Hub of Hope Outcomes Report | 2014 | Project HOME

Hub of Hope Outcomes Report | 2014

 

The Hub of Hope was a walk-in engagement center located under Two Penn Center in Philadelphia, providing social and health services to individuals experiencing long-term homelessness living in and around the subway concourses from January through early April 2014. Click to read the full report

Goals of the Hub of Hope

  • Transition people experiencing homelessness into permanent housing
  • Provide easy, centralized access to co-located physical and behavioral healthcare and connect people to on-going primary care
  • Deepen our understanding of necessary, strategic, and effective tools and methods to better assist and end homelessness for individuals experiencing homelessness in the subway concourses

2014 Accomplishments

  • 6562 visits to the Hub from 1063 unique individuals
  • 536 individuals sat down with a case manager; 258 of which had histories of long-term homelessness or other vulnerability indicators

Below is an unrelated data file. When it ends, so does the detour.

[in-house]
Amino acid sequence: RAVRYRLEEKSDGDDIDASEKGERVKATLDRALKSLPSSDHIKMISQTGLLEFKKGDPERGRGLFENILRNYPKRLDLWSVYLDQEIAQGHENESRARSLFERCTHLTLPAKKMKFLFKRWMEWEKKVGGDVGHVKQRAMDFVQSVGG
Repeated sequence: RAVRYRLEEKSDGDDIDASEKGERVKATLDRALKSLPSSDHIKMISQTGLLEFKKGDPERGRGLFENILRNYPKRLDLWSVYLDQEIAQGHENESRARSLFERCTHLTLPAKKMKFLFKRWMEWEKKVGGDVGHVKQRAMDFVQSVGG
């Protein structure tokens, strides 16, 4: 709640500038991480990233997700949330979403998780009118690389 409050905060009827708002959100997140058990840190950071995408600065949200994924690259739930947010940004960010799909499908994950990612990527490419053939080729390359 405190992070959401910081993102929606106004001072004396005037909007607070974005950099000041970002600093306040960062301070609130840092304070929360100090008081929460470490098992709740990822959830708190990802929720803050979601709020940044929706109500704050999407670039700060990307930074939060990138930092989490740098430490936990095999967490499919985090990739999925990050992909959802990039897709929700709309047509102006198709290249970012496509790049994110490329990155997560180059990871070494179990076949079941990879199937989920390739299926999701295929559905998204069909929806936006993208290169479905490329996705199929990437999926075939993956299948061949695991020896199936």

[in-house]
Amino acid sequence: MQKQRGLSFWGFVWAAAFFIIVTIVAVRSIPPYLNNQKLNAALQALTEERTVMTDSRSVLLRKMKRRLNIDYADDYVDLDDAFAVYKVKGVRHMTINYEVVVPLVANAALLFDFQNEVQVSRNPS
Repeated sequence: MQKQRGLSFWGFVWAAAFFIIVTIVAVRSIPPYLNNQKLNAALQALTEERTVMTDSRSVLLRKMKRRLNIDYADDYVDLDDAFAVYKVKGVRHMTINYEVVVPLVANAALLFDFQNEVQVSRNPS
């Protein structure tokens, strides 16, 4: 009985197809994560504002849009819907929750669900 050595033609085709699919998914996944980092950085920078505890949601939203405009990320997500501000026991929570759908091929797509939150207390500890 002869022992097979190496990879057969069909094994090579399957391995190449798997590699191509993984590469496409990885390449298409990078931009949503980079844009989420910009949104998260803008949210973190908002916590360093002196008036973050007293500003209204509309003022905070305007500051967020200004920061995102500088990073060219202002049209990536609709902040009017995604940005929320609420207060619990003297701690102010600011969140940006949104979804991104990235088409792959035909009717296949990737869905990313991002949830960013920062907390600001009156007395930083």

• 330 medical visits from 178 unique individuals
  • 286 essential medical assessments and forms completed for housing, services, and benefits
  • 263 individuals placed into shelter, treatment, and other housing options around the City (151 of these individuals deemed long-term homeless/fragile)
  • 359 total placements made -- 263 initial placements and 96 follow-up placements (232 total placements of long-term homeless/fragile individuals – 151 initial and 81 follow up placements)
  • Invited an evolving population of participants including center city neighbors, businesses, SEPTA and Philadelphia police, and participants, some of whom were in recovery, actively addicted, mental ill or vulnerable
  • Engaged individuals on the margins of care during a “treatable moment”
  • Provided coordinated health care and housing, along with the ability for consistent follow-up
  • Connected and reconnected individuals who are difficult to locate with supports around the City

2014 Lessons Learned

  • Centralized, convenient location promoted initial access and continued follow-up- connecting disconnected individuals and bolstering up support systems already in place.
  • Large crowds gathered in the concourse in the morning hours when individuals who utilized temporary winter beds with early dismissals had nowhere to go, especially in inclement weather.
  • Strength of collaboration with Philadelphia Outreach teams, MHA Peer Ahead, Pathways to Housing, SEPTA police, and other case managers to collaborate and assess, engage, plan, and follow-up with individuals living in and around the concourse made for a strong project

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